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A fresh bout of selling hit Wall Street overnight sending US equity indices plummeting once again. For the second time in less than a week, the Dow plunged by over 1000 points, closing 4.2% lower, in its second worst point drop in history (the biggest being on Monday). The S&P 500 also closed 3.8% lower as fears over treasury yields, inflation and future interest rate rises continued to capture investor attention.
Renewed selling in the US, spilled over into Asia, where the Nikkei was seen over 3% lower mid-session. Europe also looks set to finish the week on the back foot, with futures in the red across the board, although these losses are showing signs of being pared. Financials, basic materials and energy stocks are expected to be the biggest losers as trading gets underway and if trends mirror those in Asia.
Glad to see the back of a tough week
After extensive volatility and losses across the last week, many traders will be glad to see the back of the week. Heading into Friday the FSTE was down 3.7% on the week, whilst the Dax was showing a weekly loss of 4%. Still these figures look tame alongside the Dow and S&P which are now are officially in correction mode, after dropping 10% since recent highs, reached just two weeks ago.
These levels are starting to make for uncomfortable viewing, but they are not by any means representing the end of the world. Even with further headline making losses, this pullback still represents what is considered a normal pullback under standard market conditions. The problem is, because we haven’t actually seen a serious pullback in the past few years of this bull market, it is creating quite a stir.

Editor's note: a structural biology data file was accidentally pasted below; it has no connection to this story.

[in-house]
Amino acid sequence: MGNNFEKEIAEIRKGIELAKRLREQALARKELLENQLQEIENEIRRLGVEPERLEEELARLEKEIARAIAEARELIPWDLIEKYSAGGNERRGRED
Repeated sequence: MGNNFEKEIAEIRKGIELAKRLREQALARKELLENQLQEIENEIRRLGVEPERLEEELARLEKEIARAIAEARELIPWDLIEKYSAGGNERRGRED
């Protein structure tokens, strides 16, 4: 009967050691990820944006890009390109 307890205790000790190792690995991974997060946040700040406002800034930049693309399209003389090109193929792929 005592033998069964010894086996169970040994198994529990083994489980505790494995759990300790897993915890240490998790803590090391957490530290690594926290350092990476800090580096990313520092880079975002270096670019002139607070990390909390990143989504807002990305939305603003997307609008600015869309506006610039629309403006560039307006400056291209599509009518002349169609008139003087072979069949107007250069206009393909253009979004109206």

Dollar higher as labour market continues to tighten
In the forex markets the dollar closed Thursday out in positive territory, its 7th consecutive winning session. The greenback found support from higher treasury yields, increased interest rate hike expectations and solid jobless claims data, which continue to point to a tightening in the US labour market. Today there is no high impacting data for dollar traders to digest, so the crosses could be key to identifying potential trades.
GBP/USD sub $1.40 ahead of barrage of UK data
Following a more hawkish BoE and the central bank lifting economic forecasts, the pound shot higher, pushing through $1.40 to a day’s high of $1.4066. However, GBP/USD failed to remain above the key psychological level of $1.40 after the dollar strengthened in the wake of stronger US jobless claims. Today, a slew of UK economic data in the form of industrial and manufacturing production, construction output, in addition to the NIESR GDP estimate for January will be under the spotlight. Investors will be particularly keen to see whether the UK economy appears to be in condition to be able to sustain an interest rate rise, possibly as soon as May.
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